FREEHOLD, New Jersey (PIX11) - He confessed to throwing his two year-old daughter off a bridge, where she drowned in the stream underneath. Despite that, however, Arthur Morgan, 29, faced the prospect of being found not guilty of murder in his trial, which ended Thursday. Once the jury spoke, Morgan’s actions in the courtroom added to the outrage caused by his deadly treatment of his daughter.
After learning his fate, Morgan actually gave a very visible wink to the prosecutors who have spent the better part of three years ensuring he heard the answer to the question that Superior Court Judge Anthony Mellaci asked of jurors.
“How do you rule on the charge…. of the purposeful or knowing murder of Tierra Morgan Glover?” asked the judge, regarding Morgan intentionally killing his toddler daughter.
“Guilty,” the jury foreman replied.
The jury of 12 found Morgan guilty of pulling his own daughter out of his car while she was strapped into her car seat, while parked on the Schoolhouse Road Bridge in Shark River Park in Wall Township in late November 2011. Prosecutors said that Morgan attached a five-pound jack from his car to the car seat, then threw the girl in the weighted car seat over the bridge and into the stream below, where she eventually drowned.
Morgan could still hear his baby crying as he drove away, according to his own confession, which was recorded by police in San Diego eight days after the killing. Morgan had fled to Southern California, setting off a nationwide manhunt in the wake of his remarkable crime.
“One of the few sources of unconditional love in the world,” said Monmouth County Prosecutor Christopher Gramiccioni after the verdict, “is a child to a parent. And that love was ultimately betrayed, and it pains me to think about what that child was thinking about when she was thrown into the water.”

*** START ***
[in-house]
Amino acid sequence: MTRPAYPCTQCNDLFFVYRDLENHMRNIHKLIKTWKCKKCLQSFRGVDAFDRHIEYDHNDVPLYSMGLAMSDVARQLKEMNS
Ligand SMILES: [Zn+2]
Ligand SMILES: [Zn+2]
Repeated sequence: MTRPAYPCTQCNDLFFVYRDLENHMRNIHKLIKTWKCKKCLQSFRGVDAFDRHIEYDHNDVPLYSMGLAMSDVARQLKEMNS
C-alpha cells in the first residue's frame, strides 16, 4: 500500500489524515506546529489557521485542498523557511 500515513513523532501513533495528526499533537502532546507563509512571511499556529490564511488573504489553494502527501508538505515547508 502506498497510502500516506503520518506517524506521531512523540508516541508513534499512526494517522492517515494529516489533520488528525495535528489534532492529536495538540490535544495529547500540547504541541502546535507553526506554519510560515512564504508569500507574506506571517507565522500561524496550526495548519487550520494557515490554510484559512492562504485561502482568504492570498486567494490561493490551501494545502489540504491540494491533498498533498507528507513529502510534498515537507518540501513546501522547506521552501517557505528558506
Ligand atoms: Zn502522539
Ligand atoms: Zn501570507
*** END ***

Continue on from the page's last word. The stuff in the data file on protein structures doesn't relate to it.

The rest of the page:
Morgan and the girl’s mother, Imani Benton, who was in court for the verdict, had a strained relationship when he’d picked up their daughter the evening of November 21, 2011. He told Benton that he was taking the girl to see the children’s movie “Happy Feet II.”
The public defenders who made the legal case in Morgan’s favor had argued during the three week trial that he had not intentionally killed Tierra Morgan-Glover. His lawyers had hoped the jury would convict him on a manslaughter charge, which would have a sentence of 5 to 10 years. They also had the option of convicting for aggravated manslaughter, which carries a sentence of 10 to 30 years.
Instead, by concluding that Morgan was fully aware of what he was doing when he threw the toddler off the bridge, the jury declared him guilty of murder.
Morgan smiled as court officers handcuffed and shackled him following the verdict’s reading. Then, seconds later, as he was led off to jail to await sentencing next month, Morgan gave that wink.
At court, Tierra’s mother did not speak. The prosecutor, though, spoke soberly about the case.
“If the death penalty were a possibility,” Gramiccioni said in a news conference outside of the courthouse, “I can tell you this. I would have asked for the case to be certified for death.”
He also ended with a tribute to the two and–a-half year-old girl whose life was ended in waters made chilly by the late November cold. “She was an angel when she was alive. I’m sure she’s an angel now.”